Hepatitis C virus genotype 1a NS5A pretreatment sequence variation and viral kinetics in African American and white patients.
ABSTRACT In hepatitis C virus (HCV) infection, race is a determinant of treatment response and interferon (IFN) effectiveness. Here, we investigated whether there were differences in the pretreatment viral strains between African American patients and white patients and whether these differences correlated with viral kinetics. IFN effectiveness was calculated using a viral kinetic model. The HCV NS5A region from 21 treated patients with HCV genotype 1a was sequenced and analyzed. White patients displayed more mutations in the V3 region (mean+/-SD, 4.5+/-1.4 vs. 2.9+/-1.6; P=.016), and treatment responders tended to have more mutations in this region than did nonresponders. There was a significant positive correlation between IFN effectiveness and the number of mutations in the V3 region (P=.03). There was no clustering of strains by race, treatment response, or IFN effectiveness in phylogenetic analyses. The results of this study, in conjunction with those of a previous study illustrating the impaired IFN effectiveness in African Americans, suggest a role for host-related factors.
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ABSTRACT: Viral diversity is an important predictor of hepatitis C virus (HCV) treatment response and may influence viral pathogenesis. HIV influences HCV variability in the plasma; however, limited data on viral variability are available from distinct tissue/cell compartments in patients co-infected with HIV and HCV. Thus, this exploratory study evaluated diversity of the hypervariable region 1 (HVR1) of HCV in the plasma and liver for 14 patients co-infected with HIV and HCV. Median intra-patient genetic distances and entropy values were similar in the plasma and liver compartments. Positive immune selection pressure was observed in the plasma for five individuals and in the liver for three individuals. Statistical evidence supporting viral compartmentalization was found in five individuals. Linear regression identified ALT (P = 0.0104) and AST (P = 0.0130) as predictors of viral compartmentalization. A total of 12 signature amino acids that distinguish liver from plasma E1/HVR1 were identified. One signature amino acid was shared by at least two individuals. These findings suggest that HCV compartmentalization is relatively common among patients co-infected with HIV and HCV. These data also imply that evaluating viral diversity, including drug resistance patterns, in the serum/plasma only may not adequately represent viruses replicating with in the liver and, thus, deserves careful consideration in future studies. J. Med. Virol. © 2014 Wiley Periodicals, Inc.Journal of Medical Virology 04/2014; · 2.22 Impact Factor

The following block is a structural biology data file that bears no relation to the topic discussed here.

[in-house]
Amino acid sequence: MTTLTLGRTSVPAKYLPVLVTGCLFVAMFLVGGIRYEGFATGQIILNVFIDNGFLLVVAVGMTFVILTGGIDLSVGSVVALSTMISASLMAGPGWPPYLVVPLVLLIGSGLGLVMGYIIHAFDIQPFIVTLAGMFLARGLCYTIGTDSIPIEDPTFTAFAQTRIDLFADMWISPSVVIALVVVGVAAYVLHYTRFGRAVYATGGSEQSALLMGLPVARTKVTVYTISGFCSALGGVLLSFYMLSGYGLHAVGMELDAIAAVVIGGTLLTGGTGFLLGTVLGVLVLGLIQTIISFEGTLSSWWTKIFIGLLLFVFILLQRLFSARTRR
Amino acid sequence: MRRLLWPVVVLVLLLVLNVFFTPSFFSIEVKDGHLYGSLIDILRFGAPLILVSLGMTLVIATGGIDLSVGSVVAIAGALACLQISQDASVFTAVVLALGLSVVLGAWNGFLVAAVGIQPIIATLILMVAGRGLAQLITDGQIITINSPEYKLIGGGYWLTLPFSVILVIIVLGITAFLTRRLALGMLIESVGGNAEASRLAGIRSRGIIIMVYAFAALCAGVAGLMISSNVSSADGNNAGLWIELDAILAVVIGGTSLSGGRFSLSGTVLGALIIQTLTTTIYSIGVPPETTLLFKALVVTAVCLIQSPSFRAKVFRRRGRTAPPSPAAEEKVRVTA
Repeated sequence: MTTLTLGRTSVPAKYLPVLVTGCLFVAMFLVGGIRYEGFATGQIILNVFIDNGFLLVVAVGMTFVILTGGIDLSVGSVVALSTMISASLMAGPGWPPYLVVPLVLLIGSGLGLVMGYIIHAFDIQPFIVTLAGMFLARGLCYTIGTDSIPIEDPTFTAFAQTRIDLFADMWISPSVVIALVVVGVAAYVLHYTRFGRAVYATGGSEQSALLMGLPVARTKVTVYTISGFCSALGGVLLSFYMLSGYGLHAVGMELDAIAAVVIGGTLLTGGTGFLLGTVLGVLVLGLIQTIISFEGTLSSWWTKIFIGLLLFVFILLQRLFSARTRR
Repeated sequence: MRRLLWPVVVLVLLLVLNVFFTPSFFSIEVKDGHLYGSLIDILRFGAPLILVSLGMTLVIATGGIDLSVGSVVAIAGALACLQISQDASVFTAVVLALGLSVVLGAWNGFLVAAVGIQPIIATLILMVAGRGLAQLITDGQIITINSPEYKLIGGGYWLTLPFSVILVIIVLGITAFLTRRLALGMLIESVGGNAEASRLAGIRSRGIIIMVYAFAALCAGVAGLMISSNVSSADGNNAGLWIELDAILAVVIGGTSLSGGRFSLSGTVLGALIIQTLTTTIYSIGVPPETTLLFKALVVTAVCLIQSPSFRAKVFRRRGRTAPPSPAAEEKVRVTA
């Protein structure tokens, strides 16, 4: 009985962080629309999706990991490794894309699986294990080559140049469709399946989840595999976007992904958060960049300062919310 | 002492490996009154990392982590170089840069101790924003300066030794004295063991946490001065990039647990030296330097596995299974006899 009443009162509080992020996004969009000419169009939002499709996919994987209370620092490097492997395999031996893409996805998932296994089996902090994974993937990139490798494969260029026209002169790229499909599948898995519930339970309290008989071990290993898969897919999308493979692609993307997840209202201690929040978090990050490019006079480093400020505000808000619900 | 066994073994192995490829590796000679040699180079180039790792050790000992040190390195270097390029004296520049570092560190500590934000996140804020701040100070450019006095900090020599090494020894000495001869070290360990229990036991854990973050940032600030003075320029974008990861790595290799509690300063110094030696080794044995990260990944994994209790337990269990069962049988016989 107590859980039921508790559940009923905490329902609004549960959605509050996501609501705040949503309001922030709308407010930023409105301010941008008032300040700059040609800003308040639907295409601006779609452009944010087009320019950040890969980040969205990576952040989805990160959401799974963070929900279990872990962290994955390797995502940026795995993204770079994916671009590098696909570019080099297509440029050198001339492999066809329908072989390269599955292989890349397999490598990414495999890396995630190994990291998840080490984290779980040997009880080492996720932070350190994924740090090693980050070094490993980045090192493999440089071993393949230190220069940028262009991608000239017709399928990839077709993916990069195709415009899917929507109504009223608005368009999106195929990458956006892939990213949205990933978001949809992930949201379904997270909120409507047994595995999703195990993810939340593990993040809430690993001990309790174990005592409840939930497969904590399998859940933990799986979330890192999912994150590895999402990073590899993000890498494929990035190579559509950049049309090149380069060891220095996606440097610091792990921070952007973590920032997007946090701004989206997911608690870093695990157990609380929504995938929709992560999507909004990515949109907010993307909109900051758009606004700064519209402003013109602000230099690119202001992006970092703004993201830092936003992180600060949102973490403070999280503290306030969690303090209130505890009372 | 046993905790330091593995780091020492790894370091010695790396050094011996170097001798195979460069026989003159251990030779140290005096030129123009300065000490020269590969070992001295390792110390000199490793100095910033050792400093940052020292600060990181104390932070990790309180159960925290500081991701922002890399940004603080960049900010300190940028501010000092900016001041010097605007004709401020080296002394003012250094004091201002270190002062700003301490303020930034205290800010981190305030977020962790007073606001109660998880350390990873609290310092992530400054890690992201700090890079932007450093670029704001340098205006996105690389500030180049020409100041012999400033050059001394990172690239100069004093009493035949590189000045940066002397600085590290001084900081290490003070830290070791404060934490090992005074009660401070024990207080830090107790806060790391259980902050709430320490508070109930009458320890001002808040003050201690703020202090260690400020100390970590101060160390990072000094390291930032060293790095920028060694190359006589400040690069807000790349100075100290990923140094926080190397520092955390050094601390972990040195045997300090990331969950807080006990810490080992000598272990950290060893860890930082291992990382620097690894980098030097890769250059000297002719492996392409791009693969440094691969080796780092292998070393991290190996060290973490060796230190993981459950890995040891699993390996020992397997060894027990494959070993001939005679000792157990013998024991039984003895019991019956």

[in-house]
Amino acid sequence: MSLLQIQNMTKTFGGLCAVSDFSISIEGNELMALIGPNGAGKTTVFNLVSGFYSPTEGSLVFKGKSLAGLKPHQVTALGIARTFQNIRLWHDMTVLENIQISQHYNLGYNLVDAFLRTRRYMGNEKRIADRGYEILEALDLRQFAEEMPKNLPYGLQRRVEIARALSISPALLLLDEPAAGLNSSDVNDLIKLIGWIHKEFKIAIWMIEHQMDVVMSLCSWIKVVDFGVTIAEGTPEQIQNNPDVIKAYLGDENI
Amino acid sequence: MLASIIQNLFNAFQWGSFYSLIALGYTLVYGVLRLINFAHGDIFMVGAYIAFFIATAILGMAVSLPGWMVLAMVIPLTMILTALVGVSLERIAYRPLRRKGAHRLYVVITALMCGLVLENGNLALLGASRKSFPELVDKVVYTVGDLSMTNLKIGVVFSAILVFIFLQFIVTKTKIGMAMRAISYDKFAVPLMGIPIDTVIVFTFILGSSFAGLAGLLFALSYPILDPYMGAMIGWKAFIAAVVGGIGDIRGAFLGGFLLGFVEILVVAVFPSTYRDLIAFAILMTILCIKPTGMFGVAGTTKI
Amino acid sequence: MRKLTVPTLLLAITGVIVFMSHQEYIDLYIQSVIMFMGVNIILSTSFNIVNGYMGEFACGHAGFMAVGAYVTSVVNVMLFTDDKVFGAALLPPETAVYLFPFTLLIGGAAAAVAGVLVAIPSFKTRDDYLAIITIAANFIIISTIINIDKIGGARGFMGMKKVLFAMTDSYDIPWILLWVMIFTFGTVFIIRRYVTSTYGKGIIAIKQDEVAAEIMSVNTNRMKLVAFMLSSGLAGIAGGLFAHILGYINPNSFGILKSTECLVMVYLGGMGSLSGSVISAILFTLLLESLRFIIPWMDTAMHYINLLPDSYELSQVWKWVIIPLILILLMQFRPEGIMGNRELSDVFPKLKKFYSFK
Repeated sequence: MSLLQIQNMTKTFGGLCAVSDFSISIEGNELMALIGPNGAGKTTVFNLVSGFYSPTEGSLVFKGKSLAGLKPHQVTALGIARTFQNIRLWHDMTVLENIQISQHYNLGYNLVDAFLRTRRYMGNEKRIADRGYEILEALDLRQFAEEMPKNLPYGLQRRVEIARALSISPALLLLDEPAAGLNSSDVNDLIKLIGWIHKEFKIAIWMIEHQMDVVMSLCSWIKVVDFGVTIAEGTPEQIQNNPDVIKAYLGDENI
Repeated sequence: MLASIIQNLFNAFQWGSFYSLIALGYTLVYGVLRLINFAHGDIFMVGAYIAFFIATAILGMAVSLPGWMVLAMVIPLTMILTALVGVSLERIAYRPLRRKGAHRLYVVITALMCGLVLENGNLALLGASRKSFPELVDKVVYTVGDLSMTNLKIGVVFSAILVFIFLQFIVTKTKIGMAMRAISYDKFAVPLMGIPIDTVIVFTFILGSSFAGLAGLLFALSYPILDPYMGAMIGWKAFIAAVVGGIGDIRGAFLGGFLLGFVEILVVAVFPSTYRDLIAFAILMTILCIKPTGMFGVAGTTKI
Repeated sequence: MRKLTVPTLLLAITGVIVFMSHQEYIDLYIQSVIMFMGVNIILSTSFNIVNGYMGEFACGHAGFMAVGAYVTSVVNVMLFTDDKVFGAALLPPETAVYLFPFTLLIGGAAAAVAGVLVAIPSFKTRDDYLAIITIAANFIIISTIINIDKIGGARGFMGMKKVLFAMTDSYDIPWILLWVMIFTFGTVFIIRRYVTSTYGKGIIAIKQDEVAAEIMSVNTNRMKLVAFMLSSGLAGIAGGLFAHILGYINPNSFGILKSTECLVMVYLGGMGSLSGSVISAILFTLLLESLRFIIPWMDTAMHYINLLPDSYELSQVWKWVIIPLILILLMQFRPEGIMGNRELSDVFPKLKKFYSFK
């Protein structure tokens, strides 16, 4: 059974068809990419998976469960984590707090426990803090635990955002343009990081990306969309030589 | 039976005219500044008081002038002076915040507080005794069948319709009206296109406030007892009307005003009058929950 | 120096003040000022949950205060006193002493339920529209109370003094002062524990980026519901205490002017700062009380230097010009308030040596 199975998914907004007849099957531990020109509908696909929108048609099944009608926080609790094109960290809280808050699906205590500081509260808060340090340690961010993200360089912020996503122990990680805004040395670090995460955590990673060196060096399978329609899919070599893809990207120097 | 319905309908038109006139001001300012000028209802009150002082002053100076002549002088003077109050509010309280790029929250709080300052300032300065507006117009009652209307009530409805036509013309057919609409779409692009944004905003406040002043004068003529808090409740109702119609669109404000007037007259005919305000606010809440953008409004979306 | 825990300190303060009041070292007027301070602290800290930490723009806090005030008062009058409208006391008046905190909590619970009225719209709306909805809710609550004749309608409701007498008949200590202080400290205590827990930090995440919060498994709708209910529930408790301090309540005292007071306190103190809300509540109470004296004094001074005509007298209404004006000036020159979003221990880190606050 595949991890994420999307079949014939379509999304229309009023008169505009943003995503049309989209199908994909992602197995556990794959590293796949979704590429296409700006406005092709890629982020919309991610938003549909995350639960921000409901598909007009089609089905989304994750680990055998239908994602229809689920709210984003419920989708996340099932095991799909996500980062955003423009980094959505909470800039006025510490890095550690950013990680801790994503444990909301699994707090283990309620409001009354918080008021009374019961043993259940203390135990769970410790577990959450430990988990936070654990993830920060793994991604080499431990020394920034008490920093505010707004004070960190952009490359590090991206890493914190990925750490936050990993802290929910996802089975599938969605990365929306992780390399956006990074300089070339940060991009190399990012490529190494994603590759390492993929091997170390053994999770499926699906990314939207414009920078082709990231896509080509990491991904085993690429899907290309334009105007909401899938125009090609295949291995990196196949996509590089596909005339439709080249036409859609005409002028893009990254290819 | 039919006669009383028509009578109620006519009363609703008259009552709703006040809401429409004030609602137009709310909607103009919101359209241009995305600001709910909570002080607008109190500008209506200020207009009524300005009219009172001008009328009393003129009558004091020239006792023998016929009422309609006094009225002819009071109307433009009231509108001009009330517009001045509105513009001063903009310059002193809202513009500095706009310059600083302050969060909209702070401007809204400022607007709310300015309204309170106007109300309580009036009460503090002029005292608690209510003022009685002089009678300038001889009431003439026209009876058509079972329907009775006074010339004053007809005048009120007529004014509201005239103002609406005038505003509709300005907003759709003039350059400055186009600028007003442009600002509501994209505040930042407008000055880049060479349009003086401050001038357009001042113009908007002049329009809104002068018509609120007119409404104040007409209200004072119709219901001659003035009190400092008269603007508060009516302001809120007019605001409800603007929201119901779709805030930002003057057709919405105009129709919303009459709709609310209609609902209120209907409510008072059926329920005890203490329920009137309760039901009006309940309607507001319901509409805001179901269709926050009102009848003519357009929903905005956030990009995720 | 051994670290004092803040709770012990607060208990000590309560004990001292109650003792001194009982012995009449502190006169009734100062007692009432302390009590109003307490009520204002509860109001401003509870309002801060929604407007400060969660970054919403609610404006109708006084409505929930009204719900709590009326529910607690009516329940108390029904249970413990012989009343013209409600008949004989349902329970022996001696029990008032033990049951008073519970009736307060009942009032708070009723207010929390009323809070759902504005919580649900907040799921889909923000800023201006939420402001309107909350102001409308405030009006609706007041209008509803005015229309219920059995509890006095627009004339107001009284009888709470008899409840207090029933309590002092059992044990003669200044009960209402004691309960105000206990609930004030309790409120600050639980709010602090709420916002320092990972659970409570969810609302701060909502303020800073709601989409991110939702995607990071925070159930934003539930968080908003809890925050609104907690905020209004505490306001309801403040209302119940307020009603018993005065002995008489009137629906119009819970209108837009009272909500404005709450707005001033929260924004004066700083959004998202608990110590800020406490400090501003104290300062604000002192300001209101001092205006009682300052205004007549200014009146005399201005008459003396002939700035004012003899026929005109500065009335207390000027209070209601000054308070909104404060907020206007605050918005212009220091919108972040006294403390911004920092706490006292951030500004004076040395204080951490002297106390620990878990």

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ABSTRACT: Hepatitis C virus (HCV) is a major cause of liver disease worldwide. HCV is able to evade host defense mechanisms, including both innate and acquired immune responses, to establish persistent infection, which results in a broad spectrum of pathogenicity, such as lipid and glucose metabolism disorders and hepatocellular carcinoma development. The HCV genome is characterized by a high degree of genetic diversity, which can be associated with viral sensitivity or resistance (reflected by different virological responses) to interferon (IFN)-based therapy. In this regard, it is of importance to note that polymorphisms in certain HCV genomic regions have shown a close correlation with treatment outcome. In particular, among the HCV proteins, the core and nonstructural proteins (NS) 5A have been extensively studied for their correlation with responses to IFN-based treatment. This review aims to cover updated information on the impact of major HCV genetic factors, including HCV genotype, mutations in amino acids 70 and 91 of the core protein and sequence heterogeneity in the IFN sensitivity-determining region and IFN/ribavirin resistance-determining region of NS5A, on virological responses to IFN-based therapy.World journal of gastroenterology : WJG. 06/2014; 20(24):7555-7569.
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ABSTRACT: Hepatitis C virus (HCV) is considered a significant risk factor in HCV-induced liver diseases and development of hepatocellular carcinoma (HCC). Nucleotide substitutions in the viral genome result in its diversification into quasispecies, subtypes and distinct genotypes. Different genotypes vary in their infectivity and immune response due to these nucleotide/amino acid variations. The current combination treatment for HCV infection is pegylated interferon α (PEG-IFN-α) with ribavirin, with a highly variable response rate mainly depending upon the HCV genotype. Genotypes 2 and 3 are found to respond better than genotypes 1 and 4, which are more resistant to IFN-based therapies. Different studies have been conducted worldwide to explore the basis of this difference in therapy response, which identified some putative regions in the HCV genome, especially in Core and NS5a, and to some extent in the E2 region, containing specific sequences in different genotypes that act differently with respect to the IFN response. In the review, we try to summarize the role of HCV proteins and their nucleotide sequences in association with treatment outcome in IFN-based therapy.Archives of Virology 07/2013; · 2.28 Impact Factor